Everywhere they go, “American Idol” contestants attract a crowd of admirers, well-wishers, gushy handmade signs and screams fit for a vintage Beatle. But when it comes to feting finalists, home is where the “I (heart) you” is.
In what’s become an annual “Idol” rite of passage, the remaining three contestants — David Archuleta, Syesha Mercado and David Cook — headed to their respective hometowns Friday for a dose of family and the inevitably intense local rah-rah routine, showing just how stirred up communities get when one of their own shines on TV’s biggest stage.
Children are pulled from school. Elected officials make grand declarations. Pro sports teams clear the national-anthem calendar. Motorcades roll.
In Murray, Utah, Archuleta was greeted by the same sound that reaches the “Idol” stage every time he steps on it: screaming girls. There was no shortage of caterwauling Friday, from the cheerleaders who greeted him outside the KSTU-TV studios, to the students at Murray High School (where Archuleta is a junior) and intermixed among the thousands of people gathered for a glimpse at The Gateway, a Salt Lake City mall.
At the Murray High football stadium, many people wore T-shirts that read, “I Voted For David Archuleta.”
“This is the biggest thing ever for Murray,” said 12-year-old Marnie Hartbrecht. She and two friends explained how they get together as often as possible to watch the show and vote for the 17-year-old, lining up about seven cell phones for maximum effect.
They trio held a sign that said: “I (heart) you David.” Another group held a sign above their heads that read: “Future wife (s)” — with arrows pointing to each.
Earlier in the day, Archuleta appeared for an interview at the Salt Lake City Fox affiliate, KSTU-TV. “Wow!” the pint-sized crooner exclaimed as he took stock of the cheerleading squad outside his stretch limousine.
‘What are you guys doing here?’In Bradenton, Fla., about halfway between St. Petersburg and Sarasota, hundreds of fans — including schoolchildren who were bussed in by the dozen — awaited the arrival of Mercado. Manatee County Commissioner Gwen Brown whipped the crowd into a frenzy by setting a few things straight: Most importantly, she said, Mercado belongs to Manatee County — not Sarasota, as her hometown is listed on the show’s Web site.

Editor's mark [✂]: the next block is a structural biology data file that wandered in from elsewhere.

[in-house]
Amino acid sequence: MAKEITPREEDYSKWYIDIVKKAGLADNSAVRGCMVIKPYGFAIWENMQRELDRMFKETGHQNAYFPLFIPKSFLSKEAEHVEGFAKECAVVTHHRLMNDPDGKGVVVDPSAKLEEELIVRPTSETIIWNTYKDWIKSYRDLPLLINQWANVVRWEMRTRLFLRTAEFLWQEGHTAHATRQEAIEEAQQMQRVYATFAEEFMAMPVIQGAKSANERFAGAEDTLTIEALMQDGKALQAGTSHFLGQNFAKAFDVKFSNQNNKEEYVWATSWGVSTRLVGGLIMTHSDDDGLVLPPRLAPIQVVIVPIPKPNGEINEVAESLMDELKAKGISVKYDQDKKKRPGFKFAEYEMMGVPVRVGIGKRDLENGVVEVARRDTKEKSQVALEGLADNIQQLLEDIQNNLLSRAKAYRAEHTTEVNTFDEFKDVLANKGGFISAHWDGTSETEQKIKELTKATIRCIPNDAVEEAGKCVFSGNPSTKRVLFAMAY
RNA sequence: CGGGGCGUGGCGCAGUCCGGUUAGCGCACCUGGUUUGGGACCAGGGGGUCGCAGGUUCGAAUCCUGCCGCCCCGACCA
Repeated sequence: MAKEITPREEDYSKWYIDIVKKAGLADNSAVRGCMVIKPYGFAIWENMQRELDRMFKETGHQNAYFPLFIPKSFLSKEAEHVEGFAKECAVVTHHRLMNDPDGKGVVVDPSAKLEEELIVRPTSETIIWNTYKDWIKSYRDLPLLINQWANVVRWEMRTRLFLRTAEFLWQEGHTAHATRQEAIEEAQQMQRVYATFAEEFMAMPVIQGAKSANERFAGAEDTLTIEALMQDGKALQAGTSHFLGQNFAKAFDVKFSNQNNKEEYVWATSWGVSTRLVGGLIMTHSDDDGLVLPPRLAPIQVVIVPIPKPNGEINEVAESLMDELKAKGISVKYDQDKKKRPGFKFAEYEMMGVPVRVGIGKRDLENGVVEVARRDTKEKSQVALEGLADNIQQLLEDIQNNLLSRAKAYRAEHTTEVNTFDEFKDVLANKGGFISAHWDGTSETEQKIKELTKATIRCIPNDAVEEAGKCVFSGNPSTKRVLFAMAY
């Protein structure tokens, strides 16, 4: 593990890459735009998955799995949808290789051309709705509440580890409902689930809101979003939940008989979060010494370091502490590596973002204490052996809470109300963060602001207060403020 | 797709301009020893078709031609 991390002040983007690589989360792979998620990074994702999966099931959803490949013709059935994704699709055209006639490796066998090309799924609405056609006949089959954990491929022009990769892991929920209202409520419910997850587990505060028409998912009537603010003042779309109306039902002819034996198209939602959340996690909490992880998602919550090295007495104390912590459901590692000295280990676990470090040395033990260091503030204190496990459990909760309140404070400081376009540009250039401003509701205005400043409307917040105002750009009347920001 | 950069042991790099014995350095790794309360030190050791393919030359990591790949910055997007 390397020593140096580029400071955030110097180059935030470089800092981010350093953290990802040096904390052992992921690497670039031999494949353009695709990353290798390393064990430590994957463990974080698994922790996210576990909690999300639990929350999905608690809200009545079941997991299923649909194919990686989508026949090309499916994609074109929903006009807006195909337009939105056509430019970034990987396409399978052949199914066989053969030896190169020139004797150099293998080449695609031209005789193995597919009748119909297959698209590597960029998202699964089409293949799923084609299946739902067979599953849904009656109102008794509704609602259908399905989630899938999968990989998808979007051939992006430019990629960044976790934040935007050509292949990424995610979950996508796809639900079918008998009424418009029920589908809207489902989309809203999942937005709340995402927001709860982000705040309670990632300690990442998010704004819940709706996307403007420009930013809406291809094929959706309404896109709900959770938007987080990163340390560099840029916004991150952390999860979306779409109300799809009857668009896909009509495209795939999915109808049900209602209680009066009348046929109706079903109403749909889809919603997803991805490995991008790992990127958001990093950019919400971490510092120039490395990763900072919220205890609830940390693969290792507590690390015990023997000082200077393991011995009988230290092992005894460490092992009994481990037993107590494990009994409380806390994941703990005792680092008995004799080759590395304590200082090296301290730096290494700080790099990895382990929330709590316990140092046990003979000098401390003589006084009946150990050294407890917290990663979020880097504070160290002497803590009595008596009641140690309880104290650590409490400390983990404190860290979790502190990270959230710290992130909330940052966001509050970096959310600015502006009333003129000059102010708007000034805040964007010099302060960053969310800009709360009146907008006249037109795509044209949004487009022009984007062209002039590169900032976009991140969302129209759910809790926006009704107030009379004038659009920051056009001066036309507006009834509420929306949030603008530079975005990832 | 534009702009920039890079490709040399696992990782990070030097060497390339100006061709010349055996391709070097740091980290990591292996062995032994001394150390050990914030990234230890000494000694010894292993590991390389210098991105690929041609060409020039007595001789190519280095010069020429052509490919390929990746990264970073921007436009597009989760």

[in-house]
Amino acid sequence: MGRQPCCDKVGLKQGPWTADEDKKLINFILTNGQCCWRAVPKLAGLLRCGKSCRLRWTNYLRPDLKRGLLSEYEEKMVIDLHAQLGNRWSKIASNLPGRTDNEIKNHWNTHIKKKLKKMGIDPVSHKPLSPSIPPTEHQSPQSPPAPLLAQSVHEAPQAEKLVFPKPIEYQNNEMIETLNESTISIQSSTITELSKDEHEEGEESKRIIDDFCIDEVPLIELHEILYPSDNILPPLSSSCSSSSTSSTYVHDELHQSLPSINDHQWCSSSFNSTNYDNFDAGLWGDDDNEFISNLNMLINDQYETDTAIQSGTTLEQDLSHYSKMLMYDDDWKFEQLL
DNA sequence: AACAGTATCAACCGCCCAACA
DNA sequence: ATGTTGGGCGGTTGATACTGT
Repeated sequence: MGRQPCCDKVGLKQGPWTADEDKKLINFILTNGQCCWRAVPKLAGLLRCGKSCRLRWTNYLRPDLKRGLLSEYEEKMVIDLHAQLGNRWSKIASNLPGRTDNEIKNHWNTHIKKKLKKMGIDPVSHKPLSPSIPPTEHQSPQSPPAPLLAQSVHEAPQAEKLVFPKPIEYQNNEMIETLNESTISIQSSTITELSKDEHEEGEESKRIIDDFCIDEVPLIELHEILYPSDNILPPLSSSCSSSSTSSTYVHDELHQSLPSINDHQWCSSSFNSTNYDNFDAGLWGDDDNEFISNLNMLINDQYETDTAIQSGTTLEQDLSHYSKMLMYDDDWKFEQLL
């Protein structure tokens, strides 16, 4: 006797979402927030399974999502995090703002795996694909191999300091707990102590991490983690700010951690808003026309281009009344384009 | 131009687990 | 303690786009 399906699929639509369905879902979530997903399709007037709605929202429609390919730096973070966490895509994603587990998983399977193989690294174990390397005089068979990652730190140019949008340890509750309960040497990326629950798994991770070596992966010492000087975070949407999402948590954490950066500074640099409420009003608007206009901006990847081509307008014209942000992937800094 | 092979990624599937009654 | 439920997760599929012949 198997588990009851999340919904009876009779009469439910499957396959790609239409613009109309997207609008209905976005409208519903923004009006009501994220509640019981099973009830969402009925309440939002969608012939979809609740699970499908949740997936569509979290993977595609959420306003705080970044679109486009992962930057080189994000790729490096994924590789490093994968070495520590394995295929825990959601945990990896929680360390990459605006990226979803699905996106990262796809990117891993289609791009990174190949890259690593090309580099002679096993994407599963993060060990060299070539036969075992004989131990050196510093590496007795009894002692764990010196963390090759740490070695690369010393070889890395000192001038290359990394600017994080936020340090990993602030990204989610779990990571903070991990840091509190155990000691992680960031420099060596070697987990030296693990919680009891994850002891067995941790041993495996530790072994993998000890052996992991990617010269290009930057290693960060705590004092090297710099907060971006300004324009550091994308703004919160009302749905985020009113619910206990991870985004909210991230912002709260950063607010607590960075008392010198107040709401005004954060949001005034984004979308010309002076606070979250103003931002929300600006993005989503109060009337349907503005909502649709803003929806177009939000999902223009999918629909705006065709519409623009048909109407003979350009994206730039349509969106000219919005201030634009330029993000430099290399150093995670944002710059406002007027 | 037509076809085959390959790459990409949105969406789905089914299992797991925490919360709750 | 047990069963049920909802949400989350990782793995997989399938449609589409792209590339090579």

“She is our girl,” Brown said, asserting that Mercado went to high school at Sarasota’s Booker High, but lived in Manatee County. “We just loaned her to Sarasota for a few hours a day.”
Running about half an hour late, the 21-year-old’s entourage finally showed up — a sport utility vehicle stretch limo and Manatee County sheriff’s cars carrying friends and family.
In Kansas City, Mo., the crowds withstood wind and drizzle for a glimpse of the shaggy-haired and raggedy-voiced rocker Cook, a native of the suburb of Blue Springs. His hometown tour — during a day which Missouri and Kansas City officials declared “David Cook Day” — started bright and early with TV appearances on the local Fox affiliate, followed by his late-morning appearance at the Power & Light District.
“What are you guys doing here?” Cook said, teasing the screaming crowd. “Guys, thank you, seriously. ... I don’t know what else to say. This is the coolest day of my life.”
Fans sang along loudly as Cook performed Bon Jovi’s “Livin’ on a Prayer” and a rocked-out version of Mariah Carey’s “Always Be My Baby,” taking over the lyrics at times while Cook strummed his guitar and grinned.
“So do you guys watch the show, seriously?” Cook asked between tunes. “Man, you guys are fantastic.”
Local fans support their favoritesTen-year-old Jake Lamb said he joined the tens of millions who watch the show solely because of the local connection. “We just started watching the show since he was on it,” Lamb said.
Safe to say he probably also wasn’t the only kid missing school on Friday on account of “Idol.” His mother, not seeing any harm in a missed day of classes for the occasion, was behind the plan.
“This is once in a lifetime,” said Gusti Lamb. “We want to support (Cook) and watch him go all the way.”
A bigger concert in Blue Springs, scheduled for later in the day, was sold out.
“How often does ‘American Idol’ come to your town and you get to see it up close and personal?” said Rachael Hufford, of Kansas City, Kan. “I wasn’t missing it for nothing.”
Her friend, Anna Bergen, of Leavenworth, Kan., called the whole experience “inspiring.”
“You think that this is hard to reach,” Bergen said. “But look at David Cook, he made it.”
For all the adoration, the “Idol” hopefuls were still going to have to sing for their supper — each was expected to tackle “The Star-Spangled Banner” later that night: Archuleta at the Jazz-Lakers NBA playoff game, Mercado at the Rays-Angels game and Cook at the Royals-Orioles.